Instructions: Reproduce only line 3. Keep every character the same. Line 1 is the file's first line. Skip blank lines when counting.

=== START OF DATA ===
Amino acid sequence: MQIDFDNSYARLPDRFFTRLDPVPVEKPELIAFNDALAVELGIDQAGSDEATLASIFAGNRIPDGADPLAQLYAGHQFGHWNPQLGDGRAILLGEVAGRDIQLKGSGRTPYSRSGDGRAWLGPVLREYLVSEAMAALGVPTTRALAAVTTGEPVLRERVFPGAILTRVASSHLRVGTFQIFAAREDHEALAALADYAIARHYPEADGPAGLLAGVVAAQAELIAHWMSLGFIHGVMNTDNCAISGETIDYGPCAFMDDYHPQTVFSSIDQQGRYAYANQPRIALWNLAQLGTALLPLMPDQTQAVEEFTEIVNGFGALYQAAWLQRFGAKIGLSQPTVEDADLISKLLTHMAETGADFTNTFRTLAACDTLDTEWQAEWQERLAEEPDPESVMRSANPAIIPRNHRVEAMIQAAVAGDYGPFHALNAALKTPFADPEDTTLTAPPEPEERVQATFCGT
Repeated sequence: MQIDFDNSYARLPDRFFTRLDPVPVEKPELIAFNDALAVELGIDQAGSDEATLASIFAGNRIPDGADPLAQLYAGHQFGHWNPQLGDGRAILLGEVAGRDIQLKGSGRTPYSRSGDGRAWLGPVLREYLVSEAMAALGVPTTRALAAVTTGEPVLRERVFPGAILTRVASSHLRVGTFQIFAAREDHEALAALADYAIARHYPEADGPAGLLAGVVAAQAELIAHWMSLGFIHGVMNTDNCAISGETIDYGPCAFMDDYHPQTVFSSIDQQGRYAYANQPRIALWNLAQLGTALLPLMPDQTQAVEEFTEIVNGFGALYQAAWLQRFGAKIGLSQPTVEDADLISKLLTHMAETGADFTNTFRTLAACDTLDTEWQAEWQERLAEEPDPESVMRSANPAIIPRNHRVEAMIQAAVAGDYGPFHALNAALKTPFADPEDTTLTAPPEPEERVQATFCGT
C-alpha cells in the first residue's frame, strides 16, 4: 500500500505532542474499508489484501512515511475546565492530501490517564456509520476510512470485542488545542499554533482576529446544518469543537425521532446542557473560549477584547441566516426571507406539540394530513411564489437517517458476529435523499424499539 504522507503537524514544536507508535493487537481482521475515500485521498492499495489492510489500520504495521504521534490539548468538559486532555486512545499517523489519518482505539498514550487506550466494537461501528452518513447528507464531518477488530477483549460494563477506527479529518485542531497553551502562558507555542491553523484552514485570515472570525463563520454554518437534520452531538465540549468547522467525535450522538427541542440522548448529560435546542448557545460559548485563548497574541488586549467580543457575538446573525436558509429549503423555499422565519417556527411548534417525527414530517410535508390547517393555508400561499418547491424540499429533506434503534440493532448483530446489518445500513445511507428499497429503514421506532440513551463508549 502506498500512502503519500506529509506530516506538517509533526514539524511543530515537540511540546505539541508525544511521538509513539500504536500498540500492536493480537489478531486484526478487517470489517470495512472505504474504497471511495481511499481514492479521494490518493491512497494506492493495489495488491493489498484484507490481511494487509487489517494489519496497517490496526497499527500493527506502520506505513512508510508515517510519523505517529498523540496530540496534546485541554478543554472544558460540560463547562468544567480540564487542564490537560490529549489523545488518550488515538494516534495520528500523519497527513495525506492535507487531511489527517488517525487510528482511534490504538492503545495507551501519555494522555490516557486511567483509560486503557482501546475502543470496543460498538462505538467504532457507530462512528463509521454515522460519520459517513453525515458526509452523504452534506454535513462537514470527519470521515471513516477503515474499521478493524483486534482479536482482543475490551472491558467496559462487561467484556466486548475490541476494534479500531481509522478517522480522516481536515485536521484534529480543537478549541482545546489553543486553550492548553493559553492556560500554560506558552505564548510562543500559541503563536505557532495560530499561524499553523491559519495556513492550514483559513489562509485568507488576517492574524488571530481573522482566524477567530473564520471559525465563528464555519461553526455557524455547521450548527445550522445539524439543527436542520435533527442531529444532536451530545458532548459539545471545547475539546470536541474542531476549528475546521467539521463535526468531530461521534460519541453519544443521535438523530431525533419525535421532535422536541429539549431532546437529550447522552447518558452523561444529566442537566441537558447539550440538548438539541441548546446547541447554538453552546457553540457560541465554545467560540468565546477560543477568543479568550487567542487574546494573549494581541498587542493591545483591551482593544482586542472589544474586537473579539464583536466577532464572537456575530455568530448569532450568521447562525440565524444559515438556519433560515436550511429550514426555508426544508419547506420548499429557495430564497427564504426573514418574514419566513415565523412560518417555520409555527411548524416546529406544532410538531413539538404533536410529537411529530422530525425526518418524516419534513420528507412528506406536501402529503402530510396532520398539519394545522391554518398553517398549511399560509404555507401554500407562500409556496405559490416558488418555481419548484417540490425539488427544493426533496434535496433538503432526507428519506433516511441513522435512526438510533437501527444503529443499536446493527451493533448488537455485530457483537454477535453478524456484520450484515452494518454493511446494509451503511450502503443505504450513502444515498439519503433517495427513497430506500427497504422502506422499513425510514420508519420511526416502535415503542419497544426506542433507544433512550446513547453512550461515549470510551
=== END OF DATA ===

C-alpha cells in the first residue's frame, strides 16, 4: 500500500505532542474499508489484501512515511475546565492530501490517564456509520476510512470485542488545542499554533482576529446544518469543537425521532446542557473560549477584547441566516426571507406539540394530513411564489437517517458476529435523499424499539 504522507503537524514544536507508535493487537481482521475515500485521498492499495489492510489500520504495521504521534490539548468538559486532555486512545499517523489519518482505539498514550487506550466494537461501528452518513447528507464531518477488530477483549460494563477506527479529518485542531497553551502562558507555542491553523484552514485570515472570525463563520454554518437534520452531538465540549468547522467525535450522538427541542440522548448529560435546542448557545460559548485563548497574541488586549467580543457575538446573525436558509429549503423555499422565519417556527411548534417525527414530517410535508390547517393555508400561499418547491424540499429533506434503534440493532448483530446489518445500513445511507428499497429503514421506532440513551463508549 502506498500512502503519500506529509506530516506538517509533526514539524511543530515537540511540546505539541508525544511521538509513539500504536500498540500492536493480537489478531486484526478487517470489517470495512472505504474504497471511495481511499481514492479521494490518493491512497494506492493495489495488491493489498484484507490481511494487509487489517494489519496497517490496526497499527500493527506502520506505513512508510508515517510519523505517529498523540496530540496534546485541554478543554472544558460540560463547562468544567480540564487542564490537560490529549489523545488518550488515538494516534495520528500523519497527513495525506492535507487531511489527517488517525487510528482511534490504538492503545495507551501519555494522555490516557486511567483509560486503557482501546475502543470496543460498538462505538467504532457507530462512528463509521454515522460519520459517513453525515458526509452523504452534506454535513462537514470527519470521515471513516477503515474499521478493524483486534482479536482482543475490551472491558467496559462487561467484556466486548475490541476494534479500531481509522478517522480522516481536515485536521484534529480543537478549541482545546489553543486553550492548553493559553492556560500554560506558552505564548510562543500559541503563536505557532495560530499561524499553523491559519495556513492550514483559513489562509485568507488576517492574524488571530481573522482566524477567530473564520471559525465563528464555519461553526455557524455547521450548527445550522445539524439543527436542520435533527442531529444532536451530545458532548459539545471545547475539546470536541474542531476549528475546521467539521463535526468531530461521534460519541453519544443521535438523530431525533419525535421532535422536541429539549431532546437529550447522552447518558452523561444529566442537566441537558447539550440538548438539541441548546446547541447554538453552546457553540457560541465554545467560540468565546477560543477568543479568550487567542487574546494573549494581541498587542493591545483591551482593544482586542472589544474586537473579539464583536466577532464572537456575530455568530448569532450568521447562525440565524444559515438556519433560515436550511429550514426555508426544508419547506420548499429557495430564497427564504426573514418574514419566513415565523412560518417555520409555527411548524416546529406544532410538531413539538404533536410529537411529530422530525425526518418524516419534513420528507412528506406536501402529503402530510396532520398539519394545522391554518398553517398549511399560509404555507401554500407562500409556496405559490416558488418555481419548484417540490425539488427544493426533496434535496433538503432526507428519506433516511441513522435512526438510533437501527444503529443499536446493527451493533448488537455485530457483537454477535453478524456484520450484515452494518454493511446494509451503511450502503443505504450513502444515498439519503433517495427513497430506500427497504422502506422499513425510514420508519420511526416502535415503542419497544426506542433507544433512550446513547453512550461515549470510551